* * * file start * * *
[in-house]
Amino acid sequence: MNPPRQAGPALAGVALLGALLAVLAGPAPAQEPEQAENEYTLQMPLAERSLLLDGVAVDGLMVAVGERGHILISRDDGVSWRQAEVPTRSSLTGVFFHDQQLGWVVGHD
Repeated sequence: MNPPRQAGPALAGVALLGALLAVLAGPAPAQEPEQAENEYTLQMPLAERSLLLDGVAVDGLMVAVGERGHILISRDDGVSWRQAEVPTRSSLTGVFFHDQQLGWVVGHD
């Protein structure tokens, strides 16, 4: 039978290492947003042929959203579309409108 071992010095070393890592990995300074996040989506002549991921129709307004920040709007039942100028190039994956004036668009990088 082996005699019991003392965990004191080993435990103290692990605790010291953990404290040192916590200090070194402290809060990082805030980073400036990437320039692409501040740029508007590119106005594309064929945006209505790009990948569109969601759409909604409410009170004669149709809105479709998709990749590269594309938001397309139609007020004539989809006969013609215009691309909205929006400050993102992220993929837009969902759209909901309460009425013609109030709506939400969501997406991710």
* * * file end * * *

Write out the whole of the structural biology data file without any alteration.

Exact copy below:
[in-house]
Amino acid sequence: MNPPRQAGPALAGVALLGALLAVLAGPAPAQEPEQAENEYTLQMPLAERSLLLDGVAVDGLMVAVGERGHILISRDDGVSWRQAEVPTRSSLTGVFFHDQQLGWVVGHD
Repeated sequence: MNPPRQAGPALAGVALLGALLAVLAGPAPAQEPEQAENEYTLQMPLAERSLLLDGVAVDGLMVAVGERGHILISRDDGVSWRQAEVPTRSSLTGVFFHDQQLGWVVGHD
């Protein structure tokens, strides 16, 4: 039978290492947003042929959203579309409108 071992010095070393890592990995300074996040989506002549991921129709307004920040709007039942100028190039994956004036668009990088 082996005699019991003392965990004191080993435990103290692990605790010291953990404290040192916590200090070194402290809060990082805030980073400036990437320039692409501040740029508007590119106005594309064929945006209505790009990948569109969601759409909604409410009170004669149709809105479709998709990749590269594309938001397309139609007020004539989809006969013609215009691309909205929006400050993102992220993929837009969902759209909901309460009425013609109030709506939400969501997406991710």